free html hit counter March 2007 - Page 2 of 8 - John Battelle's Search Blog

Rich Speaks Again

By - March 27, 2007

Every so often, Rich gets up and rips one off. His most recent is called “How to beat Google, part 1.”

From it:

Our entire industry is scared witless by Google’s dominance in search and advertising. Microsoft and Yahoo have been unsuccessful at staunching the bleeding of their search market share. VCs parrot the Google PR FUD machine that you need giant datacenters next to hydroelectric dams to compete. They spout nonsense about how startups should just use Alexa’s crawl and put some ajax on top of it. Ye gods.

Grow a spine people! You have a giant growing market with just one dominant competitor, not even any real #2. You’re going to do clean-tech energy saving software to shut off lightbulbs in high-rises instead? Pfft. Get a stick and try to knock G’s crown off.

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It's Trench Warfare Now

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Lg

Google, Microsoft, Yahoo… It’s now a war of distribution as much as innovation. Why do I say this? Read on, a release from Google:

LG ELECTRONICS AND GOOGLE TEAM UP TO ENHANCE THE MOBILE EXPERIENCE

LG Handsets to integrate Google Search, Google Maps for mobile, Blogger Mobile and Gmail for mobile

Seoul, Korea, and Orlando, Florida March 28, 2007 – LG Electronics (LG), a leading worldwide provider of advanced wireless handsets and accessories, and Google today announced a global collaboration to pre-install Google’s services on millions of LG mobile phones. Mobile users around the world will now be able to easily search for information, find locations, update blogs and manage email while on the move.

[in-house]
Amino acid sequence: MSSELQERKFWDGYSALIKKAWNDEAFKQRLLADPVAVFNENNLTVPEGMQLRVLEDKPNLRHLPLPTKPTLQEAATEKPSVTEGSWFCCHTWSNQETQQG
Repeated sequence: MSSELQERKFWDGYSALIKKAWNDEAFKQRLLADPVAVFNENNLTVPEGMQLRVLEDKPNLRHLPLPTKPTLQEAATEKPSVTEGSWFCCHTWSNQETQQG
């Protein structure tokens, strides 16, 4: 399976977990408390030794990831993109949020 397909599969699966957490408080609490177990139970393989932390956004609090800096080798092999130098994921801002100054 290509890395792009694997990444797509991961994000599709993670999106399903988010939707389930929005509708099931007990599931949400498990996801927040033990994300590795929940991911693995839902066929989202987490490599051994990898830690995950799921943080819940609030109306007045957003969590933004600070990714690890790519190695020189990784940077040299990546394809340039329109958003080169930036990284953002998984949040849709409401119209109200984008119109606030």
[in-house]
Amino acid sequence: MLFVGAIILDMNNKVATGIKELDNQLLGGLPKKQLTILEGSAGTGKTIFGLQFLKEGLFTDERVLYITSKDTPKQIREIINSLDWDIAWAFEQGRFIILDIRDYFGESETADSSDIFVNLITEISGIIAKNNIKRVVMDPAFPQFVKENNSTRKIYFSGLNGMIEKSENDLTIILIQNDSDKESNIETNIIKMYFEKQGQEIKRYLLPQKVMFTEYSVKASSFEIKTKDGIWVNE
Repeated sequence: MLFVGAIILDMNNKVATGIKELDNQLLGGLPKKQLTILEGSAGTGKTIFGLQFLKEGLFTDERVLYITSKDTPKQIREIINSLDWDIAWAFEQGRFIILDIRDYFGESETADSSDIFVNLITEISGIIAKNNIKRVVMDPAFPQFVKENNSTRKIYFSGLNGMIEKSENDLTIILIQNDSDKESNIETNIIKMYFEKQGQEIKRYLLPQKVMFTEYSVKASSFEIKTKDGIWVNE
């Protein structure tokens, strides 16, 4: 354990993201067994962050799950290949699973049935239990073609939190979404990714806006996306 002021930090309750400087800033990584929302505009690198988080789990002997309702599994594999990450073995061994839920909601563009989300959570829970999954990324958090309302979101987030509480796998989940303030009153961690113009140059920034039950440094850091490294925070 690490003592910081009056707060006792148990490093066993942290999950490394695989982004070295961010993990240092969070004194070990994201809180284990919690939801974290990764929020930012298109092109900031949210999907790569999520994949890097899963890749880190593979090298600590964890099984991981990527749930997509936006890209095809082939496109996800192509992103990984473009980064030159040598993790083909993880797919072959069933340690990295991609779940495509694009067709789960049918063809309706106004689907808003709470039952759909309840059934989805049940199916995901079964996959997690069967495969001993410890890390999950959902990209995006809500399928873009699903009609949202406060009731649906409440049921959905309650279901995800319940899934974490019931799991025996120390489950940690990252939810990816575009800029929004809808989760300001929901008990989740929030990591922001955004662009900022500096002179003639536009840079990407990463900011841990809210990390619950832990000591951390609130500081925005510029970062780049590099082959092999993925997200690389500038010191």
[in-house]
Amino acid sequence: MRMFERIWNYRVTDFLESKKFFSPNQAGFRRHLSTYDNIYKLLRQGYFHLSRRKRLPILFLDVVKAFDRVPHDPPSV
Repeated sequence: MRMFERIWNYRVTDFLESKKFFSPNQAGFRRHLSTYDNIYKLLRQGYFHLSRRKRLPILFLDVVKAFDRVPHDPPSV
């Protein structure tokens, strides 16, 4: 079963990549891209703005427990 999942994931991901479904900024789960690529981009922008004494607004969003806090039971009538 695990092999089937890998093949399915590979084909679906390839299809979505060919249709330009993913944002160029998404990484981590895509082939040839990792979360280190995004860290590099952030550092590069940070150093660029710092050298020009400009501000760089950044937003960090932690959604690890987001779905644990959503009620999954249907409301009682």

“Building on our efforts to set new standards for wireless handsets, we are excited to partner with Google to offer extra value to consumers with enhanced mobile Internet experiences,” said Mr. Paul Bae, Vice President of the Product Planning Team at LG Electronics Mobile Communications Company. “LG’s mobile devices, combined with Google, will provide consumers with easy access to their favorite Internet services even without a PC and make it easy for them to stay connected while in motion.”

Say it with me: Distribution Distribution Distribution Distribution Distribution Distribution Distribution Distribution Distribution!

Previously in the distribution wars: Dell, Facebook, AOL, Pack….

COPA Is Struck Down

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Remember when the DOJ went on that enormous fishing exercise under the guise of defending/resurrecting COPA, the Child Online Protection Act? Well, a Ed Felten tell us that the Federal judge just killed the act dead. We hope.